- The real problem with the imploding Indian economy, which is still reeling from demonetisation and a troubled GST roll out, is that the Modi government is happy to take advice from voodoo economists and charlatans.
- Banerjee’s final sin against the Modi intellectuals was the fact that he worked on the Congress’s income support scheme called NYAY (justice) in the 2019 general elections.
Most things in India are contested and divisive these days. Even when Indian American Abhijit Banerjee won the Nobel prize in economics, often described as the gloomy science, the reaction was decidedly mixed.
The award was greeted with incredible joy in West Bengal and people clamoured to remind each other of the time they sat next to Banerjee in kindergarten. Narendra Modi and his government reacted with pro-forma congratulations after a delay of five hours. Considering Modi is the First PM of Social Media, his preferred medium of communication and reacts with hyper speed to news developments, the delay was telling.
Reasons for the delay tell you exactly why New India is such an angry divided place. Banerjee, who graduated from Presidency College, Kolkata, is an alumni of the infamous den of anti-nationals - Jawaharlal Nehru University (JNU), which the Modi government has been battling against for six years. To add insult to injury, he also took a degree from Harvard, Modi has publicly belittled the Ivy League by saying he prefers “hard work to Harvard”.
No surprise then when commerce minister Piyush Goyal offered tepid congratulations and then went to castigate the newly minted Nobel prize winner as having “totally left leaning thinking”.
A basic familiarity with Banerjee’s work will illustrate how he is anything but a leftist, but Goyal had clearly taken off the gloves against what the Modi government abuses routinely as “urban naxals” and the “Khan market gang”.
The fact that the movement founded by Abhijit Banerjee and his co-Nobelists Esther Duflo and Michael Kremer is often criticised by Left-leaning economists did not seem to matter to Goyal, who has also held the finance portfolio in the Modi cabinet.
The three economists won for their contributions to the experimental evaluation of policies, particularly in developing economies - a subset of development economics that strikes many Left-wingers as ignoring deep inequality and power balances.
The fact that Banerjee alongside Raghuram Rajan, former Reserve Bank of India (RBI) Governor, whose term was not renewed by the Modi government had publicly, criticised the nutty demonetisation of the Modi government reflected in the angry response.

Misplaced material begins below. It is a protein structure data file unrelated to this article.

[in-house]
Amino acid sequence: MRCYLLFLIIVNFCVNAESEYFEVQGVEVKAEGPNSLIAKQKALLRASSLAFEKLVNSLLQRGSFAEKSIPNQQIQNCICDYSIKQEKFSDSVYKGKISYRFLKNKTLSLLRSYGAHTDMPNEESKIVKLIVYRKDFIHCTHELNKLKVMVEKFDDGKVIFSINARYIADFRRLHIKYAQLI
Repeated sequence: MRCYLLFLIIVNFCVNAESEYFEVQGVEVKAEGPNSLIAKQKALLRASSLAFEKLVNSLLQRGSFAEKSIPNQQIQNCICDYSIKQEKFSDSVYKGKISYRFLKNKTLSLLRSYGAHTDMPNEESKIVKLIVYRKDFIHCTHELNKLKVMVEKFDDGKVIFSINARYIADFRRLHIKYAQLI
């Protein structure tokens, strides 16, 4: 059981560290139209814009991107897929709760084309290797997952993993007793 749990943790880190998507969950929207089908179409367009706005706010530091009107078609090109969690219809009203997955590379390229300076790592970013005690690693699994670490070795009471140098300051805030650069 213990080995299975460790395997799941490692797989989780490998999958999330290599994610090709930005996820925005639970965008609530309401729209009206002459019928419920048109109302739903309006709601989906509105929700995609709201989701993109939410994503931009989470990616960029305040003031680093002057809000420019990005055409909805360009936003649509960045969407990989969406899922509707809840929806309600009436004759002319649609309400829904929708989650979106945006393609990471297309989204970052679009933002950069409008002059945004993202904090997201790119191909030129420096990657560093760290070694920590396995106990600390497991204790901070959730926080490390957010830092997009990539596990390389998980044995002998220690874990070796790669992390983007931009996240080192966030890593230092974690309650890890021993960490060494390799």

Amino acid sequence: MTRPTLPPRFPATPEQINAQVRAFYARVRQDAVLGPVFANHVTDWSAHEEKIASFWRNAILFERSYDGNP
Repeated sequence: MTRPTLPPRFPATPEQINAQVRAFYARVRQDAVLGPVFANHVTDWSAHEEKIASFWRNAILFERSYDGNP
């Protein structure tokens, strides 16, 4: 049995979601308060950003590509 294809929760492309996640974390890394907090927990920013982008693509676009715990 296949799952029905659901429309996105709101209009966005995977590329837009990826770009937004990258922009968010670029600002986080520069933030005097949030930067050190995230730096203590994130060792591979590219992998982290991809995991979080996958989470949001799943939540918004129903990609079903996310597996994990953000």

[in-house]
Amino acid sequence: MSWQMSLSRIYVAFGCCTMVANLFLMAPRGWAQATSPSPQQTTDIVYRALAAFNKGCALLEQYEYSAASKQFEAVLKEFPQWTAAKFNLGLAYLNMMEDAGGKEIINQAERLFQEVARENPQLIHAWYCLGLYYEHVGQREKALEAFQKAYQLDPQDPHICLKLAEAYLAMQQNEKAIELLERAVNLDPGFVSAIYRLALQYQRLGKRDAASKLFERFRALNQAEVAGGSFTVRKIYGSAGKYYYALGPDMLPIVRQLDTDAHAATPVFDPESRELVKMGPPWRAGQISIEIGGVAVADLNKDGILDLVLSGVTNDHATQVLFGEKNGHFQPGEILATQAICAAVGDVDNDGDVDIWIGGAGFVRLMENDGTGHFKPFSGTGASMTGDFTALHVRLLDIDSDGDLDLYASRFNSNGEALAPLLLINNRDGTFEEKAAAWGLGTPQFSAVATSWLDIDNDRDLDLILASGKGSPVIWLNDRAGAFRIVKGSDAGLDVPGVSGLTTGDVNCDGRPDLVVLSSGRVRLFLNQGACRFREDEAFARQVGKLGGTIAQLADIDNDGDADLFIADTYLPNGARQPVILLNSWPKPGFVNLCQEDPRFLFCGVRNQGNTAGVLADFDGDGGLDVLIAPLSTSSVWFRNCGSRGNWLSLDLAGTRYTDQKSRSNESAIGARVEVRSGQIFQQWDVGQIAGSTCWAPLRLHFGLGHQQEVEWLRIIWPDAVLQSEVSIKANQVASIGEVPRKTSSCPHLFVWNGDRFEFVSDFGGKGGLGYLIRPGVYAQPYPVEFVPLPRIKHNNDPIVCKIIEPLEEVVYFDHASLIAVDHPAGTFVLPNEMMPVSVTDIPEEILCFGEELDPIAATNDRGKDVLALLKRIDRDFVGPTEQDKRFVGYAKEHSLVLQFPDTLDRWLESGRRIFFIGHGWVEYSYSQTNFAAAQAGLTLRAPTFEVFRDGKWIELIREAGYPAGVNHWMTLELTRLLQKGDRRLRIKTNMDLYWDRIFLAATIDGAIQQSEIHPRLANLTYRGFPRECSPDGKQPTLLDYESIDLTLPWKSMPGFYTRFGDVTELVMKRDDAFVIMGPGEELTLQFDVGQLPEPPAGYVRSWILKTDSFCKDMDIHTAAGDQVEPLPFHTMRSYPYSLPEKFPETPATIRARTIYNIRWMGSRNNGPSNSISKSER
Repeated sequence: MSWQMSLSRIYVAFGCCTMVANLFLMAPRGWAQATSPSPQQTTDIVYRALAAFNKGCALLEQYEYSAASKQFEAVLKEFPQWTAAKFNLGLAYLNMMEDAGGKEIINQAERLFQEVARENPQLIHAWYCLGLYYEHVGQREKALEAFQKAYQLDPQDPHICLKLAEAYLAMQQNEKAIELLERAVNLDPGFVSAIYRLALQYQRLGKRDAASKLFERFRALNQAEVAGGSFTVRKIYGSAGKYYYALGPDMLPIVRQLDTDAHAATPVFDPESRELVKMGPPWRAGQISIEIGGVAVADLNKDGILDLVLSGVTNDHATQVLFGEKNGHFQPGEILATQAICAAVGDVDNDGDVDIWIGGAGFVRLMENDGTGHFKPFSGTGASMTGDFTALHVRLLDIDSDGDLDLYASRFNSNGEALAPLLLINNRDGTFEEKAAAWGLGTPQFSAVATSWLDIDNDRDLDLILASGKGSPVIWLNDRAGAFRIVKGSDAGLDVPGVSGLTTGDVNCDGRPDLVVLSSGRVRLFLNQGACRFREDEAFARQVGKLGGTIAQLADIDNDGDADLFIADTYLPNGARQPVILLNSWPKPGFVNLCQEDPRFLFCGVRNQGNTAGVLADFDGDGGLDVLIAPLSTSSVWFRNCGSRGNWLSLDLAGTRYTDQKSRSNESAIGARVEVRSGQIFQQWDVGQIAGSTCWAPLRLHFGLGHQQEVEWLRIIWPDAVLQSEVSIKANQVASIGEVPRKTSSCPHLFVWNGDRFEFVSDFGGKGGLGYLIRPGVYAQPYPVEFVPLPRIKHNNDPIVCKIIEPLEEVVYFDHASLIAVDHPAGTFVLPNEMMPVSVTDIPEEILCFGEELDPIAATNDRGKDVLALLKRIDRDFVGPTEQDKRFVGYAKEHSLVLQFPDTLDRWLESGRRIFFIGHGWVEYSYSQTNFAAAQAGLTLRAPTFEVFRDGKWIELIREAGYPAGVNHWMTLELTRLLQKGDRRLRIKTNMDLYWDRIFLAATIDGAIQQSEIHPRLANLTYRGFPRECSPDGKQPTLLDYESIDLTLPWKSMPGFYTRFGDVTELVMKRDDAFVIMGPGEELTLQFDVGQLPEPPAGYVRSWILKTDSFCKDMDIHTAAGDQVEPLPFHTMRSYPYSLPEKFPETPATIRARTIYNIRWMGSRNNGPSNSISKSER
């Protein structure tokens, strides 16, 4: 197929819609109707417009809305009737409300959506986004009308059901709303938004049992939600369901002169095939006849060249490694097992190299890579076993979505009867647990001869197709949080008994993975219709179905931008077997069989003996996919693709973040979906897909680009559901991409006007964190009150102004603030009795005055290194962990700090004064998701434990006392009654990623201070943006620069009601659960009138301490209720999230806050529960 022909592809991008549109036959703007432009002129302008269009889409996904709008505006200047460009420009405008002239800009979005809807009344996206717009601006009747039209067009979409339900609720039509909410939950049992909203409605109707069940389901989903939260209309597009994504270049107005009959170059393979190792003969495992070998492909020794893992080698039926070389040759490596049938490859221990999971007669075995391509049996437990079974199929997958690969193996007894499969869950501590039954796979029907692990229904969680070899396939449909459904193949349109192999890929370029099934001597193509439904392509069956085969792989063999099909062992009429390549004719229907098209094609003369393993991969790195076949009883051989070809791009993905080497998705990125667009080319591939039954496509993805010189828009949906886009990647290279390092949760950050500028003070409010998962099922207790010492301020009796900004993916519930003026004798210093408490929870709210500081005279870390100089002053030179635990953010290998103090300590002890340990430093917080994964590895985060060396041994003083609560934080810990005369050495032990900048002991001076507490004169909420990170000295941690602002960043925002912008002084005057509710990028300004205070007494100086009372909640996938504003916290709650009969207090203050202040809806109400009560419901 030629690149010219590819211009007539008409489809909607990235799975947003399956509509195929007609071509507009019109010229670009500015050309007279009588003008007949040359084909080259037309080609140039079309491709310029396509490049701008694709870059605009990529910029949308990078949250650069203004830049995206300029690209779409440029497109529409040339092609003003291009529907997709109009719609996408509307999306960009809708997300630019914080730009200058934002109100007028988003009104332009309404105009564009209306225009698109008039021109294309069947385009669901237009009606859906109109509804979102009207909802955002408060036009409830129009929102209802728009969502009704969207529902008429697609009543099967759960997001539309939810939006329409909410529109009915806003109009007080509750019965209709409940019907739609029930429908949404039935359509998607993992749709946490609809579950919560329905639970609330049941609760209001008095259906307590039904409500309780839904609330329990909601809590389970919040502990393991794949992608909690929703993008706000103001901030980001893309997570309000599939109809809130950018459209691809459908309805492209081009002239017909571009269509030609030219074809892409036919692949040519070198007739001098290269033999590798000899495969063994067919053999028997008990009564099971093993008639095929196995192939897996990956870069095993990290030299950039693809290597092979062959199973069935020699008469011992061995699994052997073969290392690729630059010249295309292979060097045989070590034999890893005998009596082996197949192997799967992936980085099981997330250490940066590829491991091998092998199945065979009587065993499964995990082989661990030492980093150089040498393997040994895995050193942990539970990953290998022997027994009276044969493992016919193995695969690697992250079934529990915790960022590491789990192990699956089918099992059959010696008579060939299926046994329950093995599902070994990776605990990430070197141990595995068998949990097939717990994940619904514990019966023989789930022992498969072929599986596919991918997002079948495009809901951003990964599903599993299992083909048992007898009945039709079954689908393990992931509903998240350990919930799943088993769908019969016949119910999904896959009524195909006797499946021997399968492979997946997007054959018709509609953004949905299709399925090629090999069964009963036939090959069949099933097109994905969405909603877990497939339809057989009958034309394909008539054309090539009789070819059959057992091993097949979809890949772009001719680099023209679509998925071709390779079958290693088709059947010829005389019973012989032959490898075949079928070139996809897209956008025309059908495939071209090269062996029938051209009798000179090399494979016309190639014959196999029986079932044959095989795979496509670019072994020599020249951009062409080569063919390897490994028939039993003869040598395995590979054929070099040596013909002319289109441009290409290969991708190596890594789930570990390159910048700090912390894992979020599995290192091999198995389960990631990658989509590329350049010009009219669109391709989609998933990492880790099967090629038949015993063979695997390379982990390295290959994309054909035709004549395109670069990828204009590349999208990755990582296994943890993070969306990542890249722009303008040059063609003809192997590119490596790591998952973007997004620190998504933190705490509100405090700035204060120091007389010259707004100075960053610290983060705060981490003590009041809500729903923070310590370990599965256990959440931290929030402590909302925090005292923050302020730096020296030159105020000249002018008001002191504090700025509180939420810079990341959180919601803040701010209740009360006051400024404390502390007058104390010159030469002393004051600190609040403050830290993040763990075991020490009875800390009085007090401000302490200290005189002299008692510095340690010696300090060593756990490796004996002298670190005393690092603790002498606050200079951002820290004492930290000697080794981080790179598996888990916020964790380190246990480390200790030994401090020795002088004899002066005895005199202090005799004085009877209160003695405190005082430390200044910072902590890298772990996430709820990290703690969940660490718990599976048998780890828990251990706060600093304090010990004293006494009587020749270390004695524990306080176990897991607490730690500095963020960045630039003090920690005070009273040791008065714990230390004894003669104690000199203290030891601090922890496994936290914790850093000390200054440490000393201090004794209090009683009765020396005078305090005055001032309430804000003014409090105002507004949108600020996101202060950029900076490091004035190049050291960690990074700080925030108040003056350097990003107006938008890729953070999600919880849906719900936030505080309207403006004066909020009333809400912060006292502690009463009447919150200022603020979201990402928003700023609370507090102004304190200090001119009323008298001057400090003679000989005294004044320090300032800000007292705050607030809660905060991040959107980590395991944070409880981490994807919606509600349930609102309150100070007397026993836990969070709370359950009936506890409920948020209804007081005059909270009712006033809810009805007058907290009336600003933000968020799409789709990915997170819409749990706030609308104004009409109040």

Banerjee’s final sin against the Modi intellectuals was the fact that he worked on the Congress’s income support scheme called NYAY (justice) in the 2019 general elections. Modi’s think tank should have been thrilled that the Congress party could not even sell the voters a poverty alleviation scheme dreamt up by Nobel winners, but this is India’s angriest government ever.
A troubled economy
The real problem with the imploding Indian economy, which is still reeling from demonetisation and a troubled GST roll out, is that the Modi government is happy to take advice from voodoo economists and charlatans.
At various times, the government has blamed millennials and other such obvious targets, for the economic contractions and the collapse of demand. At the time of writing this SWAT analysis, consumption in rural India had hit a seven-year low, yet ministers were happy to attack an assorted star cast of villains such as the aforementioned millennials and Dr Rajan.
Modi has had a very unhappy run with experts and expertise, especially in economics. Over his two terms he has had to replace two central bankers, who baulked at compromising the RBI’s record of seventy years of autonomy. Rajan’s term was not renewed and Urjit Patel, his replacement, put in his papers. Arvind Subramanian, former chief economic adviser, who advised a simple revenue neutral GST was ignored. Instead, the Modi government preferred the economic expertise of an official who held a PHD in yoga.
Read more from Swati Chaturvedi
- India: Congress – The Opposition active on social media, but lost in Parliament
- Tears and laughter have meaning only when shared. Kashmir can’t share anything now
- Amit Shah sounds the whistle – Muslims to be targeted again in India with another NRC
- Bollywood: From angry young men on screen to docile, convenient ambassadors of the Narendra Modi government
The Modi government is particularly unforgiving of criticism or even debate in the setting of economic policy and has presided over an exodus of experts who are disparaged as being “not Indian enough or mentally not Indian” by the government’s leading lights.
Yet the churlish reaction to Banerjee’s stellar achievement- a Nobel in economics normally caps a life-time in career achievement and he is only 58 years old, was instructive proof of how the Modi government views Indian achievers.
Perhaps, that is why America has the largest pool of Nobel winners - 336 - also a testament to how open democratic societies spur excellence.
At the moment India does not really value an ultimate achievement in economics if it is won by what the Modi government perceives as an anti-national. Currently India prefers little known marketing awards.